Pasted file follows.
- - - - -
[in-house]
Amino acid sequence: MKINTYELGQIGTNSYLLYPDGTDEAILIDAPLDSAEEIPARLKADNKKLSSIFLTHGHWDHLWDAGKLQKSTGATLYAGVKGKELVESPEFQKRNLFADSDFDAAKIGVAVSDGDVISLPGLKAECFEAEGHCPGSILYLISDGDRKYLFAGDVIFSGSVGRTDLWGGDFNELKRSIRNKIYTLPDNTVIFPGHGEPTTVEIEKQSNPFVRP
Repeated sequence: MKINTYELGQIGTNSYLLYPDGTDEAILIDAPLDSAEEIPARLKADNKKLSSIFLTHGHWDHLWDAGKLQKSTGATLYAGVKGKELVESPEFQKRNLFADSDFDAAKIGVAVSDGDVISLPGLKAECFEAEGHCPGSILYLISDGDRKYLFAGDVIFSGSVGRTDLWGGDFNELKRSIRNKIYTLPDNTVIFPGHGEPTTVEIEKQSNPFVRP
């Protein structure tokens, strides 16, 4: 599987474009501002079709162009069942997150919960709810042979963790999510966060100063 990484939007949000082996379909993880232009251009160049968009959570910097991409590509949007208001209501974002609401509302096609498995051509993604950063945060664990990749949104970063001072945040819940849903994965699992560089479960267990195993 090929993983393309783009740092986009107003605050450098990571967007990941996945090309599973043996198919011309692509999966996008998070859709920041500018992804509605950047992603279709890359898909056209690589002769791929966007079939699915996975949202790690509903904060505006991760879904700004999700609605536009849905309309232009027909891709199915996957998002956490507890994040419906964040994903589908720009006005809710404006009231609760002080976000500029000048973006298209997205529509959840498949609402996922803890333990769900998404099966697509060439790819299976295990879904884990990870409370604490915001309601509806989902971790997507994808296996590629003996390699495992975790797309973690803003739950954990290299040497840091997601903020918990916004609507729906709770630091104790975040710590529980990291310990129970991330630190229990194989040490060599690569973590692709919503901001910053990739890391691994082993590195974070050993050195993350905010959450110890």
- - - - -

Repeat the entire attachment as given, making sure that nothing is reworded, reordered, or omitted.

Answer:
[in-house]
Amino acid sequence: MKINTYELGQIGTNSYLLYPDGTDEAILIDAPLDSAEEIPARLKADNKKLSSIFLTHGHWDHLWDAGKLQKSTGATLYAGVKGKELVESPEFQKRNLFADSDFDAAKIGVAVSDGDVISLPGLKAECFEAEGHCPGSILYLISDGDRKYLFAGDVIFSGSVGRTDLWGGDFNELKRSIRNKIYTLPDNTVIFPGHGEPTTVEIEKQSNPFVRP
Repeated sequence: MKINTYELGQIGTNSYLLYPDGTDEAILIDAPLDSAEEIPARLKADNKKLSSIFLTHGHWDHLWDAGKLQKSTGATLYAGVKGKELVESPEFQKRNLFADSDFDAAKIGVAVSDGDVISLPGLKAECFEAEGHCPGSILYLISDGDRKYLFAGDVIFSGSVGRTDLWGGDFNELKRSIRNKIYTLPDNTVIFPGHGEPTTVEIEKQSNPFVRP
């Protein structure tokens, strides 16, 4: 599987474009501002079709162009069942997150919960709810042979963790999510966060100063 990484939007949000082996379909993880232009251009160049968009959570910097991409590509949007208001209501974002609401509302096609498995051509993604950063945060664990990749949104970063001072945040819940849903994965699992560089479960267990195993 090929993983393309783009740092986009107003605050450098990571967007990941996945090309599973043996198919011309692509999966996008998070859709920041500018992804509605950047992603279709890359898909056209690589002769791929966007079939699915996975949202790690509903904060505006991760879904700004999700609605536009849905309309232009027909891709199915996957998002956490507890994040419906964040994903589908720009006005809710404006009231609760002080976000500029000048973006298209997205529509959840498949609402996922803890333990769900998404099966697509060439790819299976295990879904884990990870409370604490915001309601509806989902971790997507994808296996590629003996390699495992975790797309973690803003739950954990290299040497840091997601903020918990916004609507729906709770630091104790975040710590529980990291310990129970991330630190229990194989040490060599690569973590692709919503901001910053990739890391691994082993590195974070050993050195993350905010959450110890």